And last but definitely not least- Jason, you wrote this great story that really caught what it was like for me to be where I was, when I was. It has been a catalyst for many of the great things that are going to continue to happen in my life and my family's. Thanks for that and for being a fabulous host while we were in New York. I'm sure it was hard to get any work done while we were around, and I can't thank you enough for being our guide.

Friday, June 24, 2005

If You're looking for Lindsay...

Read this post first. Then hit the back button and click here.

If you're here to see me and read my "family stories" and not here for Lindsay, but are wondering why I posted this, click here.

Thankfully, I now have many of you who fit in the latter catagory and I truly appreciate your interest.

P.S. More New York, coming up!!!

Wednesday, June 22, 2005


I'm glad you're here and thanks for taking note of my story. I'm in the middle of writing about my recent trip to New York and appearance on Good Morning America, and it's taking me a lot longer than I had planned. But I do have lots more to tell about my family's story.

Thanks for stopping by and let me know you were here!

It's Up to you New York, New York...

One of the many sights we squeezed in during our too short trip

The chronicle of our trip to New York City and Good Morning America is just taking me too much time, so I am going to attempt to finish it in the next couple of posts so I can move on to other things.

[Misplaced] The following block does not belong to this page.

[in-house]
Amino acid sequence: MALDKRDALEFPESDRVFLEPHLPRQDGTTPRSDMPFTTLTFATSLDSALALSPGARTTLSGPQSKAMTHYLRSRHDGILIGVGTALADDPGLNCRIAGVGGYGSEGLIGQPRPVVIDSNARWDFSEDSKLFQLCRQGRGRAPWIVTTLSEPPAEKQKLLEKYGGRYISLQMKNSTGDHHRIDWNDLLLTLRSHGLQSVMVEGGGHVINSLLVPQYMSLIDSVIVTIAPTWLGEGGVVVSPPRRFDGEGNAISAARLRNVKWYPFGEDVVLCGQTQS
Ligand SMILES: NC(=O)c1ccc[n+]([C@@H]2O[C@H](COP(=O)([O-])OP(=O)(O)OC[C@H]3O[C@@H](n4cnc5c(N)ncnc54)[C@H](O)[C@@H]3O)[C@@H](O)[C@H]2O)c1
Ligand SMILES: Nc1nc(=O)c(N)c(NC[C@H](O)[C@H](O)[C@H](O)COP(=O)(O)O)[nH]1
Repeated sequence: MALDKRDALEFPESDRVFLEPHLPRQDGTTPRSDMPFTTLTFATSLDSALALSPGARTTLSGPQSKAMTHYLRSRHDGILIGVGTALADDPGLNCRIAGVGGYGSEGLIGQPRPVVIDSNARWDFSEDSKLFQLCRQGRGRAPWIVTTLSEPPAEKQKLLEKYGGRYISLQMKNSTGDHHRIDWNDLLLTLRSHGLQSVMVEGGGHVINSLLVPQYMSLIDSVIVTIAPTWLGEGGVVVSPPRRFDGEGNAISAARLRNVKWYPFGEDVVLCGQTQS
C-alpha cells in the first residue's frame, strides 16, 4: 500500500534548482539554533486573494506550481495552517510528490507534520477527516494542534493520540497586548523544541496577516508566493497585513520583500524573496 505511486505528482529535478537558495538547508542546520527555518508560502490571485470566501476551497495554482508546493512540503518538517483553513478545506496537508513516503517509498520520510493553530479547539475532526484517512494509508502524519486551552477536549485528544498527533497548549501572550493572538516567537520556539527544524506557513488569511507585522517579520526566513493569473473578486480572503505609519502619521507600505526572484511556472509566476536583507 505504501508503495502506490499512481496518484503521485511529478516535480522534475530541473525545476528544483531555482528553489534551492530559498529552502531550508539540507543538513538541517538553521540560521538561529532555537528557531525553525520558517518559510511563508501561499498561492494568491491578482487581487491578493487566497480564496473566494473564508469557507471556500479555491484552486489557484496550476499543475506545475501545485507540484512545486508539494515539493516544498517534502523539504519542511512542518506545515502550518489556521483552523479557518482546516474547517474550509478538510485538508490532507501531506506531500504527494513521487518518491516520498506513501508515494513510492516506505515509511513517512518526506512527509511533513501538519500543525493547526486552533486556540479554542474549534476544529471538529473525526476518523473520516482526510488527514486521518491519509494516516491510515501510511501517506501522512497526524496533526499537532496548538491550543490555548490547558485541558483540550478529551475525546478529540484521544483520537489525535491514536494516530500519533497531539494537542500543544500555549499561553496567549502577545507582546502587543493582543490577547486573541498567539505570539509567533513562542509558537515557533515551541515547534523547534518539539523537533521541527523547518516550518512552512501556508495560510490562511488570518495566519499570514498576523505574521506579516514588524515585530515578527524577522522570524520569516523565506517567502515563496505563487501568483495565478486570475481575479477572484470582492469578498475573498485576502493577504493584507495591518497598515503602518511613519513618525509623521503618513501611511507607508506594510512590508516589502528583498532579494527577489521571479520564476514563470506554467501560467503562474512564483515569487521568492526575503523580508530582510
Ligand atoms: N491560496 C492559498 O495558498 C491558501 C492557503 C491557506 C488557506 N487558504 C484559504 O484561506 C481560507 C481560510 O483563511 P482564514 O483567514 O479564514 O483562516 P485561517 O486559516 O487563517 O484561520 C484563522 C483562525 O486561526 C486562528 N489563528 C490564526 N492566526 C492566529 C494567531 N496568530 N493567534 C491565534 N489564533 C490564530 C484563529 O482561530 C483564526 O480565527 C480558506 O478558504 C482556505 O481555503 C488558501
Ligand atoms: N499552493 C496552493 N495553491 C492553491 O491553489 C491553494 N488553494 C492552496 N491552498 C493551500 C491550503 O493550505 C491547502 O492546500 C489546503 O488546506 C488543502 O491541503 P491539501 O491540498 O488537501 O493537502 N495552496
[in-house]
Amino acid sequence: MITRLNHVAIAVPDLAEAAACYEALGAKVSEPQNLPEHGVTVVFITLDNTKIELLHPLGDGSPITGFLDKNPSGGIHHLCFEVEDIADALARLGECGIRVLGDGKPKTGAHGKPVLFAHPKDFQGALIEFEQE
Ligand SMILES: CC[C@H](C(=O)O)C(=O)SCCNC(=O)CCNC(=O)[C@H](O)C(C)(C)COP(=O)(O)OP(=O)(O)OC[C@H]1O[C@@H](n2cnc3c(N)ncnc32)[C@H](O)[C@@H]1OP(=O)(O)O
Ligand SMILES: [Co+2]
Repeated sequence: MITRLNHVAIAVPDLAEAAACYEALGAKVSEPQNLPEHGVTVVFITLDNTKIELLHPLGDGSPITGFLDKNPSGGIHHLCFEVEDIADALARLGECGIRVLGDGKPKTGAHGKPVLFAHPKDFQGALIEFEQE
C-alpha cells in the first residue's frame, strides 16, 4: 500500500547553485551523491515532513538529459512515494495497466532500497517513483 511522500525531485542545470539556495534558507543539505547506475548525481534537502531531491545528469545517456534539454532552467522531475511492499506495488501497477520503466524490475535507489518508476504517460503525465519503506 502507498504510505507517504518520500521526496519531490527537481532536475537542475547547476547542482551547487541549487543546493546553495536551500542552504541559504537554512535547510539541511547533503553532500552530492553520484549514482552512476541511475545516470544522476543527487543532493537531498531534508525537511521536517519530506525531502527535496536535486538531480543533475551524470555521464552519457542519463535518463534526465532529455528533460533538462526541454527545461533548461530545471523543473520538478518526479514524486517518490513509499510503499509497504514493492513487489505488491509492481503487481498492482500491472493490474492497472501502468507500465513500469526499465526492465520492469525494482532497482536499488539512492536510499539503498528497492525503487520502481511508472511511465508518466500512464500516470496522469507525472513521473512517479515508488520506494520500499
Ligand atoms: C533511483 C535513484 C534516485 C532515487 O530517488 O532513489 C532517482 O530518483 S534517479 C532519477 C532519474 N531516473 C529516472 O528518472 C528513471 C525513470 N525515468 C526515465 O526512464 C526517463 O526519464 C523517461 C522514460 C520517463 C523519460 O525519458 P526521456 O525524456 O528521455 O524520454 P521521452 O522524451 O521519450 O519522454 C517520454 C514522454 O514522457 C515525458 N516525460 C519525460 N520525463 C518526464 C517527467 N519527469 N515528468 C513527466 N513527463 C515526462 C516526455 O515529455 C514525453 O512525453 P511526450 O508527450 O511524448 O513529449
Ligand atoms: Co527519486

After lunch, we went back to Millineum Hotel where our room was finally ready. And it was worth the wait!

Our room was on the 50th floor- a two room suite with two flat screen TVs and high speed internet access (a must since I had some work to do), and a beautiful view of the east river and the New York Public Library/Bryant Park.

A Room With a View

Quite a view!

I was expecting a pre-interview call from someone at Good Morning America and also hoped to get a nap in. It was still only a little after 1:30 in the afternoon, so I made a few phone calls and sent some emails for work, plus I called my cousin Chinwe to let her know that we were finally at the hotel and invited her to stop by when she got off work. She agreed and would drop by around 5:00. The kids quickly found some cartoons on the TV and we waited for the call from GMA so Laura could go take a nap (she still hadn't been to sleep from the night before.)

Getting some work done? Sort of.

Thankfully, the pre-interviewer from GMA called soon after we got to our room, so I let Laura talk to her first so she could get a snooze in. I continued to get some work done until it was my turn to talk to her. When I finally talked to her, she pretty much asked me some questions I expected. "How do you pronounce Chinenye Ogike" (chi-nay'-nyeh o-gee'-kay) "How did it feel to meet your father?" "Do you plan on moving to Nigeria?" plus several others. She also linformed me we needed to be at the studio at 7:00 A.M- thankfully it only a half block down and across the street.